Archive for January 28th, 2011

Surprise, Surprise

“A year ago we had over a hundred billionaires in Moscow. Today there are less than thirty. So it’s the best of times, the worst of times and sometimes it’s just the shits. It turns out we don’t know how to run capitalism. That’s to be expected. As it happens, nobody knows how to run capitalism. That was a bad surprise.”

—Martin Cruz Smith, Three Stations


Rise And Shine

Over in Britain they are reporting that Science Men have confirmed what has long been understood anecdotally: that sex in the morning can brighten your whole day.

Presumably they are publicizing this in England because, as national stereotypes go, people there are not exactly renowned for having sex. A piece reporting these findings urges Britons to consider that those who start the day by bouncing the bedsprings “are healthier and happier than those who simply opt for a cup of tea and some toast before heading out the door.”

Reaching across the Great Water to Dr. Debby Herbenick, Britons are told that “having sex in the morning releases the feel-good chemical oxytocin, which makes couples feel loving and bonded all day long.”

Oxytocin—known as “the love hormone”—is good stuff. Everybody needs a regular dose of it.

This past summer we learned that young girls can start as much of the stuff flowing by talking to their mothers over the phone as by receiving motherly hugs.

The British report does not discuss whether phone sex releases as much oxytocin as does physical sexual congress.

Dr. Herbenick also says that a morning romp “can strengthen your immune system for the day by enhancing your levels of IgA, an antibody that protects against infection. And it releases chemicals that boost levels of oestrogen, which improves the tone and texture of your skin and hair.”

Over in Belfast researchers concluded that engaging in sex three times a week can halve the risk of a heart attack or stroke. They did not specify whether said sex should occur in the morning.

There is also some indication that men may be at their best in the morning. This is because during sleep a man accumulates the testosterone he’ll use in the coming day. So, might as well use it while it’s fresh.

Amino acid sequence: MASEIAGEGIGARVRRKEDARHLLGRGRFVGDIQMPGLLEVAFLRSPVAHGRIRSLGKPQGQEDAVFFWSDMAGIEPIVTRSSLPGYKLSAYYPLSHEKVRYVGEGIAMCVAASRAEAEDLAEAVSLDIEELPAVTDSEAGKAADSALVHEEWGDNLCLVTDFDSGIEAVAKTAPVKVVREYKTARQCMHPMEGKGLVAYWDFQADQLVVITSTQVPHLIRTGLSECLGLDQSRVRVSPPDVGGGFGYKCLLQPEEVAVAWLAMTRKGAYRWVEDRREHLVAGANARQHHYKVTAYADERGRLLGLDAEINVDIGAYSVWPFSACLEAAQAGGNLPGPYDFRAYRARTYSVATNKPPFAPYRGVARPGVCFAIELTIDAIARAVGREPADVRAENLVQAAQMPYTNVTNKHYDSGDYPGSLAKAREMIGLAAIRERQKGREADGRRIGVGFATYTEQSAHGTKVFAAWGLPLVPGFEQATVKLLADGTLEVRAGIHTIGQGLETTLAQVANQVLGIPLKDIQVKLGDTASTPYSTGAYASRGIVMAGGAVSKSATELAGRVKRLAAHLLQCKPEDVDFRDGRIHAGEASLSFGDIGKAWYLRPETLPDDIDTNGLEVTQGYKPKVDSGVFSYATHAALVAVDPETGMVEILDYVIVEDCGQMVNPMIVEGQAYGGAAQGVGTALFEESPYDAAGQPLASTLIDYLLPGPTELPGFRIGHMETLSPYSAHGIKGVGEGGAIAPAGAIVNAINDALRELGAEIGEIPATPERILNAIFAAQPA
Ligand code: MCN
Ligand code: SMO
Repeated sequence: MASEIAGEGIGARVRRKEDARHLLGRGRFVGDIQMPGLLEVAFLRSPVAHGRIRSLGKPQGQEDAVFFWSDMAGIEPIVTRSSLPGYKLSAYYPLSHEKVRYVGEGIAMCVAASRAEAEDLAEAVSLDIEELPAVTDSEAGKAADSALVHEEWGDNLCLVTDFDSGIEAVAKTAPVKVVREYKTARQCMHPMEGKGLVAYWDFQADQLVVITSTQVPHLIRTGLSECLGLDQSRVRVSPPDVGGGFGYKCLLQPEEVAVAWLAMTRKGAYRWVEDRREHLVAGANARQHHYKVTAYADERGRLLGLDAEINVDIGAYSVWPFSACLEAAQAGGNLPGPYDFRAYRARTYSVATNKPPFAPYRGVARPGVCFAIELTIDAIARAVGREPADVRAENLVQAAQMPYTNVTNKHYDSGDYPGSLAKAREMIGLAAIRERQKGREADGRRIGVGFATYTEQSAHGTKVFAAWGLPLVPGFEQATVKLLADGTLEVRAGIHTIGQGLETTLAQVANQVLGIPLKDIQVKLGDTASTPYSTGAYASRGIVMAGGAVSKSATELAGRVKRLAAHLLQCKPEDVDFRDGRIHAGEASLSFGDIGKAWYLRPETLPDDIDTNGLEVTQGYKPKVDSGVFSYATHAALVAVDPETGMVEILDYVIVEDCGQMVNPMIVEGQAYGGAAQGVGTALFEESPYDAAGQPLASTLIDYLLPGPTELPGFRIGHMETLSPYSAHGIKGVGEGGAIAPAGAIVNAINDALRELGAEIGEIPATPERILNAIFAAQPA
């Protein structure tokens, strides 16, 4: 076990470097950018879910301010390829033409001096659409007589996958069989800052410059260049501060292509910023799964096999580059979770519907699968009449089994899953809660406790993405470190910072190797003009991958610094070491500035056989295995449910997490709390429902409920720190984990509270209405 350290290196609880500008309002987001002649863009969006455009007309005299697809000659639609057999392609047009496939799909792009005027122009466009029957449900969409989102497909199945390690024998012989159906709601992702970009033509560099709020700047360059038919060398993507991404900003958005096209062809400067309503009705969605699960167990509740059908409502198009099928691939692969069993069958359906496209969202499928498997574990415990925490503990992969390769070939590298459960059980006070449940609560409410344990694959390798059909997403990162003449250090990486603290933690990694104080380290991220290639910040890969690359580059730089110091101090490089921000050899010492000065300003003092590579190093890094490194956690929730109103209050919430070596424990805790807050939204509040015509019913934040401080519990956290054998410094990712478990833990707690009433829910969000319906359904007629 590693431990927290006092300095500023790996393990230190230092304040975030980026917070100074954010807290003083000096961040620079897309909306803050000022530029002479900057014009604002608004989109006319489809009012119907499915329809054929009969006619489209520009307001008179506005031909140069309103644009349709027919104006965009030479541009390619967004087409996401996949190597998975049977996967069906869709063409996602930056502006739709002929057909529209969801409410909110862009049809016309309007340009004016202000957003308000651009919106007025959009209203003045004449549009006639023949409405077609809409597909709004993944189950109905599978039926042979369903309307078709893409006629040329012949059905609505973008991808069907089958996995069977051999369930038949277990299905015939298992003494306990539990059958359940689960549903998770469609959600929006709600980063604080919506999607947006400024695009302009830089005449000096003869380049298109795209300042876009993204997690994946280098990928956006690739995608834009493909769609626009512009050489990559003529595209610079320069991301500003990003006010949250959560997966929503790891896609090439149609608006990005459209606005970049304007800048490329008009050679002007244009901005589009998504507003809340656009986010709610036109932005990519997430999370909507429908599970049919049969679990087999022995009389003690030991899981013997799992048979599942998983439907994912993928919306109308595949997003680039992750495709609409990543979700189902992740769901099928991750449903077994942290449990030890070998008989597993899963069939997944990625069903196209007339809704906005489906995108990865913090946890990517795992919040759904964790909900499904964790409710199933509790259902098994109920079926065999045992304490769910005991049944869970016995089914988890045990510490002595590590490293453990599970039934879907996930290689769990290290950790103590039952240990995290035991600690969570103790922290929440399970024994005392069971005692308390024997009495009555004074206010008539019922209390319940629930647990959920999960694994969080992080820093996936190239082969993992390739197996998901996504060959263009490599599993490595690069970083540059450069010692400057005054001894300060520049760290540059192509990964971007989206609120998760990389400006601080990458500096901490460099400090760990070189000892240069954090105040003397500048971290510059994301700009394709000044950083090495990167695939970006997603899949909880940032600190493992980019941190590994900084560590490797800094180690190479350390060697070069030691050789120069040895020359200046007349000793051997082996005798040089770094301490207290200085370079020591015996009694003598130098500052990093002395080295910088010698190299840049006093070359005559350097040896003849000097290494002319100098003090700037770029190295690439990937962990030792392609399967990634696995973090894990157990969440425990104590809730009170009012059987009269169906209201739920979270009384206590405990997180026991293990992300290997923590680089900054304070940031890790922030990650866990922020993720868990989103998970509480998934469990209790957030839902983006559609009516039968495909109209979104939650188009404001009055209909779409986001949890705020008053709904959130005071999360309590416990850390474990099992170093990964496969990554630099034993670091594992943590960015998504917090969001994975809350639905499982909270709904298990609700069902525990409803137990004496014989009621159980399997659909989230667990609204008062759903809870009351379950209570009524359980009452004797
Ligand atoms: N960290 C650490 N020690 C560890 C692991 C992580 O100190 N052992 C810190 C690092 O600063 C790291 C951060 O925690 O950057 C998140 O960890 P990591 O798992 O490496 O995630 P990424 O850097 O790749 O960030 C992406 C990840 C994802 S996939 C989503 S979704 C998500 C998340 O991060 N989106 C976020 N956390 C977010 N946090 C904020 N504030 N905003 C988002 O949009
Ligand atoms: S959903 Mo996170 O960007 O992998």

“From the time he wakes up,” says health journalist Gabrielle Lichtman, “he has a three-hour window when he’s brimming with peak levels.”

So, get to it. Time’s a-wastin’.

It Is Happening Again . . . Again

One boy’s eyes lay gently closed, and his long dark lashes were washed in tears, as though he had cried himself to sleep. As they bent over him they saw that he was very young, and a breeze came up from the edges of the swamp, bearing with it a scorched odor of smoke and powder, and touched the edges of his hair. A lock fell across his brow with a sort of gawky, tousled grace, as if preserving even in that blank and mindless repose some gesture proper to his years, a callow charm. Around his curly head grasshoppers darted among the weeds. Below, beneath the slumbering eyes, his face had been blasted out of sight. Culver looked up and met Mannix’s gaze. The Captain was sobbing helplessly. He cast an agonized look toward the Colonel, standing across the field, then down again at the boy, then at Culver. “Won’t they ever let us alone, the sons of bitches,” he murmured, weeping. “Won’t they ever let us alone?”

—William Styron, The Long March

So. I suppose we can leap aboard the great wheel at the time of the French misadventure in Vietnam. From which the Americans determinedly learned nothing. And so walked, eyes wide shut, into Southeast Asia, and their own prolonged Dien Bien Phu. Then came the Russians. Who belatedly admitted they had not learned from the American experience in Vietnam. And so went down in the dust of Afghanistan. Now, eternally recurring, the Americans. Again. In Afghanistan this time. Not learning from their own experience in Vietnam. And not learning from the Russians not learning in Afghanistan.

On February 7, 1968, an American major told AP’s Peter Arnett, in speaking of the decision to bomb and shell unto rubble the Vietnamese town of Ben Tre, “it became necessary to destroy the town to save it.”